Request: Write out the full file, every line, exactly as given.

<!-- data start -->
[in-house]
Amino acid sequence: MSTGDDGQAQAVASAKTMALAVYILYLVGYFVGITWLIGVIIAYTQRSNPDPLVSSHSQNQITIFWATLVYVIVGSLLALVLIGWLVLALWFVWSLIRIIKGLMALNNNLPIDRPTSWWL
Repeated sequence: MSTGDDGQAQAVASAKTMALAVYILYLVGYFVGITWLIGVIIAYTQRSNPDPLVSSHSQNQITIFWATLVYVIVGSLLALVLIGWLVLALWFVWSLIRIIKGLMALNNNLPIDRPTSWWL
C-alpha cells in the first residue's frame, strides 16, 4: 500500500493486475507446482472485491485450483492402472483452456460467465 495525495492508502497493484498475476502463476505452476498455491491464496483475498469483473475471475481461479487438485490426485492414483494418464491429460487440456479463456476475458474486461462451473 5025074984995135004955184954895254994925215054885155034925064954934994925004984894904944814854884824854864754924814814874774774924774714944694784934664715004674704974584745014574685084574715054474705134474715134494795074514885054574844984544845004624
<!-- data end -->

[in-house]
Amino acid sequence: MSTGDDGQAQAVASAKTMALAVYILYLVGYFVGITWLIGVIIAYTQRSNPDPLVSSHSQNQITIFWATLVYVIVGSLLALVLIGWLVLALWFVWSLIRIIKGLMALNNNLPIDRPTSWWL
Repeated sequence: MSTGDDGQAQAVASAKTMALAVYILYLVGYFVGITWLIGVIIAYTQRSNPDPLVSSHSQNQITIFWATLVYVIVGSLLALVLIGWLVLALWFVWSLIRIIKGLMALNNNLPIDRPTSWWL
C-alpha cells in the first residue's frame, strides 16, 4: 500500500493486475507446482472485491485450483492402472483452456460467465 495525495492508502497493484498475476502463476505452476498455491491464496483475498469483473475471475481461479487438485490426485492414483494418464491429460487440456479463456476475458474486461462451473 5025074984995135004955184954895254994925215054885155034925064954934994925004984894904944814854884824854864754924814814874774774924774714944694784934664715004674704974584745014574685084574715054474705134474715134494795074514885054574844984544845004624